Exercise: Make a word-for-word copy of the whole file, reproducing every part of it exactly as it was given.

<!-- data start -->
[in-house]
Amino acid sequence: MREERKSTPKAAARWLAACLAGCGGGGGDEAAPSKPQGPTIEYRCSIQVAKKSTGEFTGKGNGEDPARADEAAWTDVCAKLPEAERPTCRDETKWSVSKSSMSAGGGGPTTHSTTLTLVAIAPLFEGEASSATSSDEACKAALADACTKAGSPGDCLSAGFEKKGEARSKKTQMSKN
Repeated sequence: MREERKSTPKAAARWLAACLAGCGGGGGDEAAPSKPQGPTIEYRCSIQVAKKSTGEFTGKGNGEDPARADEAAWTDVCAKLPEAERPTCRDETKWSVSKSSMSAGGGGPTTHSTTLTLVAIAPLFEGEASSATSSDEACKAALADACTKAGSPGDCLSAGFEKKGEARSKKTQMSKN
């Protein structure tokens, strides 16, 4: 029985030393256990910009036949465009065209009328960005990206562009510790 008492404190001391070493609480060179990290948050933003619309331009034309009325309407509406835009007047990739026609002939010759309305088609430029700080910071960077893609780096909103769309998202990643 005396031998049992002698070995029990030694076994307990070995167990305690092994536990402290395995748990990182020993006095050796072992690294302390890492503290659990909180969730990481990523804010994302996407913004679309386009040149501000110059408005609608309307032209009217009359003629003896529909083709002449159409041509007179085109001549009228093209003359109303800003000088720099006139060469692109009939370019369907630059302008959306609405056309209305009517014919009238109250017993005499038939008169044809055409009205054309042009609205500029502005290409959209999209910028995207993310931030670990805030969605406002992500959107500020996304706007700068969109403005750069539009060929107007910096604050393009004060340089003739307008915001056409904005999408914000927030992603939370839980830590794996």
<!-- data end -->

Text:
[in-house]
Amino acid sequence: MREERKSTPKAAARWLAACLAGCGGGGGDEAAPSKPQGPTIEYRCSIQVAKKSTGEFTGKGNGEDPARADEAAWTDVCAKLPEAERPTCRDETKWSVSKSSMSAGGGGPTTHSTTLTLVAIAPLFEGEASSATSSDEACKAALADACTKAGSPGDCLSAGFEKKGEARSKKTQMSKN
Repeated sequence: MREERKSTPKAAARWLAACLAGCGGGGGDEAAPSKPQGPTIEYRCSIQVAKKSTGEFTGKGNGEDPARADEAAWTDVCAKLPEAERPTCRDETKWSVSKSSMSAGGGGPTTHSTTLTLVAIAPLFEGEASSATSSDEACKAALADACTKAGSPGDCLSAGFEKKGEARSKKTQMSKN
């Protein structure tokens, strides 16, 4: 029985030393256990910009036949465009065209009328960005990206562009510790 008492404190001391070493609480060179990290948050933003619309331009034309009325309407509406835009007047990739026609002939010759309305088609430029700080910071960077893609780096909103769309998202990643 005396031998049992002698070995029990030694076994307990070995167990305690092994536990402290395995748990990182020993006095050796072992690294302390890492503290659990909180969730990481990523804010994302996407913004679309386009040149501000110059408005609608309307032209009217009359003629003896529909083709002449159409041509007179085109001549009228093209003359109303800003000088720099006139060469692109009939370019369907630059302008959306609405056309209305009517014919009238109250017993005499038939008169044809055409009205054309042009609205500029502005290409959209999209910028995207993310931030670990805030969605406002992500959107500020996304706007700068969109403005750069539009060929107007910096604050393009004060340089003739307008915001056409904005999408914000927030992603939370839980830590794996």